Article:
Leroy, S.; Mauffret, A.; Pubellier, M.

    1996-02-01

    The eastern Cayman Trough preserves a record of the Late Cretaceous to Paleogene Caribbean history that is largely affected by Neogene strike-slip tectonics of the current plate boundary. We conducted an analysis of seismic data within the eastern Cayman Trough, based upon single and multi-channel seismic reflection profiles collected during the Seacarib II cruise in 1987 and the Casis cruise in 1992. These data show that the basement of the eastern Cayman Trough can be divided into four domains from east to west, with distinct morphologic and sedimentary character and inferred older to younger ages: (1) a province of rifted Mesozoic continental crust exhibiting seven parallel horst blocks striking northeast-southwest; (2) a continent-ocean transition between provinces 1 and 3 that exhibits seamounts, small hills, and sedimentary basins; (3) an Eocene oceanic crust with rough basement but smoother relief than the rifted crust; basement trends are roughly north-south and oblique to the northwest trend in domain 1, and (4) the northern Jamaica slope, which forms an east-west-trending slope, with northward-dipping strata that flank the three deeper water domains of the Cayman Trough. The domains are interpreted to be the product of the Eocene east-west opening of the Cayman Trough as a pull-apart basin in a left-lateral strike-slip setting. Closure of the 1100 km of Eocene and younger oceanic crust of the Cayman Trough places the fault-block province adjacent to the Belize margin of Central America. A Neogene phase of transpression has reactivated structures in the four domains, along with on-land structures described by previous authors in Jamaica. The proximity of the eastern margin of the Cayman Trough to petroliferous, continental rocks in Central America suggests an improved possibility of hydrocarbon potential. Unfortunately, sediment thicknesses of less than 1 km probably are not conducive to hydrocarbon formation.

  19. Structural geology and tectonic significance of foreland thrust belts, Tarim and Junggar basins, northwest China

    SciTech Connect

    McKnight, C.L.; Chu, J.; Corroll, A.R.; Hendrix, M.S.; Wang, X.; Graham, S.A.; Liang, Y.H.; Wang, Z.X.; Xiao, X.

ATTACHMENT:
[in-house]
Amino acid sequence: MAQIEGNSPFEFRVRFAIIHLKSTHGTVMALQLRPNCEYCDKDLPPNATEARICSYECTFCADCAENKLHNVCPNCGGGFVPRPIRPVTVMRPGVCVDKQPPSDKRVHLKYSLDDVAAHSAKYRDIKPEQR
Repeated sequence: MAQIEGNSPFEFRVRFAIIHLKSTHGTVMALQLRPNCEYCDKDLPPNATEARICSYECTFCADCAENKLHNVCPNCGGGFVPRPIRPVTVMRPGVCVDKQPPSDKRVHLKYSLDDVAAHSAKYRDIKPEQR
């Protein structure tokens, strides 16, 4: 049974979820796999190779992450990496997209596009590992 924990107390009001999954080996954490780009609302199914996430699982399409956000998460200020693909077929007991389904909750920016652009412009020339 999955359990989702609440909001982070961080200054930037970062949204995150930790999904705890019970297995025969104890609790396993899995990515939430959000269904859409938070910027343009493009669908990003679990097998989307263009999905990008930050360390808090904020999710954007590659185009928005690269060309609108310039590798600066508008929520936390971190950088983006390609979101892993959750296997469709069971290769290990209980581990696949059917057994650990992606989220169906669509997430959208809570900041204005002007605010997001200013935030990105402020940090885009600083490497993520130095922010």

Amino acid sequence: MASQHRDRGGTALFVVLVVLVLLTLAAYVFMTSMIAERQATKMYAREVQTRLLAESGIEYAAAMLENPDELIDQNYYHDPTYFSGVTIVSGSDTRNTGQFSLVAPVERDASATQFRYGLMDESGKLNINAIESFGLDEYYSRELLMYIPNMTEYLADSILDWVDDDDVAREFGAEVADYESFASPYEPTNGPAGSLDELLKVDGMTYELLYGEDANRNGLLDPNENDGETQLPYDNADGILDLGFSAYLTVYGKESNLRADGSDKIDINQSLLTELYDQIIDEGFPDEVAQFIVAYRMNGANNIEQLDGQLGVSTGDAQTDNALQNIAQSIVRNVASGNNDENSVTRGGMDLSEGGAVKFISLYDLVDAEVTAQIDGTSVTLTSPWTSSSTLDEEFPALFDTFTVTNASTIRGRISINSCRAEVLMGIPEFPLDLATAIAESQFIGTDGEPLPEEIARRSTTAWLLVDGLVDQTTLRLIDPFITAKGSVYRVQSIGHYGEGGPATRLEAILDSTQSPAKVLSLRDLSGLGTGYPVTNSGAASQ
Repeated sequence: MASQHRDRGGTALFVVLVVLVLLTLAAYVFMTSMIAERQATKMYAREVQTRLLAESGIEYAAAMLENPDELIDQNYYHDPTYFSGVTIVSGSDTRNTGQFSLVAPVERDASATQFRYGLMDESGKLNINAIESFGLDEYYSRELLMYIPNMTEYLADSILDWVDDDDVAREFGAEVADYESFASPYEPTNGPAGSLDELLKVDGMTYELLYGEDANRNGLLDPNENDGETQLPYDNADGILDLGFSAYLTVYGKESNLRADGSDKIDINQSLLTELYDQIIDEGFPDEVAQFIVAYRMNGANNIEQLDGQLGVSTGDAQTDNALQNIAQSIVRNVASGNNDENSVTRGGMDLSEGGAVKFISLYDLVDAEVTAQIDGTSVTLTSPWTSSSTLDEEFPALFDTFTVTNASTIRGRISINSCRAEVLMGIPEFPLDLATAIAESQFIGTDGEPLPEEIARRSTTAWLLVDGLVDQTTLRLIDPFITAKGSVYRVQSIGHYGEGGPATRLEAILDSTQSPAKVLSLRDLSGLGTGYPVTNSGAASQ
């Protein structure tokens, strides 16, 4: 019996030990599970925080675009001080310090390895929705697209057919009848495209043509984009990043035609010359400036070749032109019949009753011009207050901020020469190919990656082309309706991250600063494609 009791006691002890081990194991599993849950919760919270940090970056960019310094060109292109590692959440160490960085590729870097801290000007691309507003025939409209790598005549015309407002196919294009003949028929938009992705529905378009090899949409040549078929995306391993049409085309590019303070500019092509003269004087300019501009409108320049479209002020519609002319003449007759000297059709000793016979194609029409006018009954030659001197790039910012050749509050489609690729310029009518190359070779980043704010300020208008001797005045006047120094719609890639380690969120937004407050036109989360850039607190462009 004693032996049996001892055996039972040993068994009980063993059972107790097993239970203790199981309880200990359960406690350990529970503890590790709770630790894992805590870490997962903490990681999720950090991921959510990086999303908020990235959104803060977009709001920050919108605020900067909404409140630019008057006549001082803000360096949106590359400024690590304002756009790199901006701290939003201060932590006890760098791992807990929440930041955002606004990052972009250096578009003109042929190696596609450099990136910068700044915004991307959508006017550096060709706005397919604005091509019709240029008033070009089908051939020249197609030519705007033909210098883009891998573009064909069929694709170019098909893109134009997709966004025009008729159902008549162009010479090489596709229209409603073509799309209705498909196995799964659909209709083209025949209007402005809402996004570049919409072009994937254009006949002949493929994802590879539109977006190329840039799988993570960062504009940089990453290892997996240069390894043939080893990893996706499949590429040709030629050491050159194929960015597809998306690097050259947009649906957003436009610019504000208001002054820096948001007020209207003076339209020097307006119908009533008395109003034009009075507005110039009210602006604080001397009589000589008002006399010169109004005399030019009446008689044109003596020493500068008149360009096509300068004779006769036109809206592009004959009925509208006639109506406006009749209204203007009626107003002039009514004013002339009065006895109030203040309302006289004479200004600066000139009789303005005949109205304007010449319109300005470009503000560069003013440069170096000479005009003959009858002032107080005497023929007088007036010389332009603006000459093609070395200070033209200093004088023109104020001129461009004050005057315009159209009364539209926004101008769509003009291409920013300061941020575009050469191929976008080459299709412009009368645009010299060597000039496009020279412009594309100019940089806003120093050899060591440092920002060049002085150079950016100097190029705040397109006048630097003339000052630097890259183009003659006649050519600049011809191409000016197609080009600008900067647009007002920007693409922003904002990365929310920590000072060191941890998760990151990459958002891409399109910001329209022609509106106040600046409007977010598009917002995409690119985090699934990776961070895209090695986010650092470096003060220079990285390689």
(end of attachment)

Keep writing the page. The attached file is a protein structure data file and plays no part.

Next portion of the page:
1989-03-01

    The Kalpin uplift, located on the northwestern margin of the Tarim basin is characterized by a series of thin, southeast-vergent thrust plates modified by strike-slip faults. Each thrust plate repeats a sedimentary sequence consisting of upper Proterozoic through Permian shallow marine to nonmarine carbonates and clastics. Tertiary rocks as young as Neogene are affected by the deformation. The most basinward thrust sheet abuts the Bachu uplift, an older structural feature trending almost perpendicular to the thrusts. Sedimentary rocks as old as late Proterozoic are exposed in the Bachu uplift, which apparently represents a west-vergent Late Silurian to Early Devonian thrust belt. An unconformable Silurian-Devonian contact, the presence of Devonian red beds, and another unconformable contact separating Devonian from Upper Carboniferous strata support the interpretation of a middle Paleozoic deformational event. Another unconformity, at the Carboniferous-Permian boundary, apparently coincides with the time of collision of the Tarim craton with the southern margin of central Asia. The Shihezi fold trend, located in the southern Junggar basin, consists of three lines of surface anticlines trending parallel to the axis of the Urumqi foredeep. A thick sequence of Mesozoic and Cenozoic nonmarine sedimentary rocks accumulated in the growing foredeep. Mesozoic and Paleogene strata are deformed in the southern foldbelt, with Jurassic rocks forming the cores of these thrusted anticlines. The Qigu oil field is located in this southern belt. Deformed Neogene and Quaternary strata are exposed in the thrusted anticlines of the middle and northern foldbelts. The Dushanzi oil field is located in the northern belt. The episodic development of compressional structures in northwestern China documents the accretion of a number of tectonic units to the growing southern margin of central Asia through time.

  20. Tectonic structure, seismic stratigraphy and hydrocarbon potential of the North Kara Basin (Russian Arctic)

    NASA Astrophysics Data System (ADS)

    Verzhbitsky, V.; Kosenkova, N.; Murzin, R.; Vasilyev, V.; Malysheva, S.; Komissarov, D.; Ananyev, V.; Roslov, Yu.; Khudoley, A.

    2012-04-01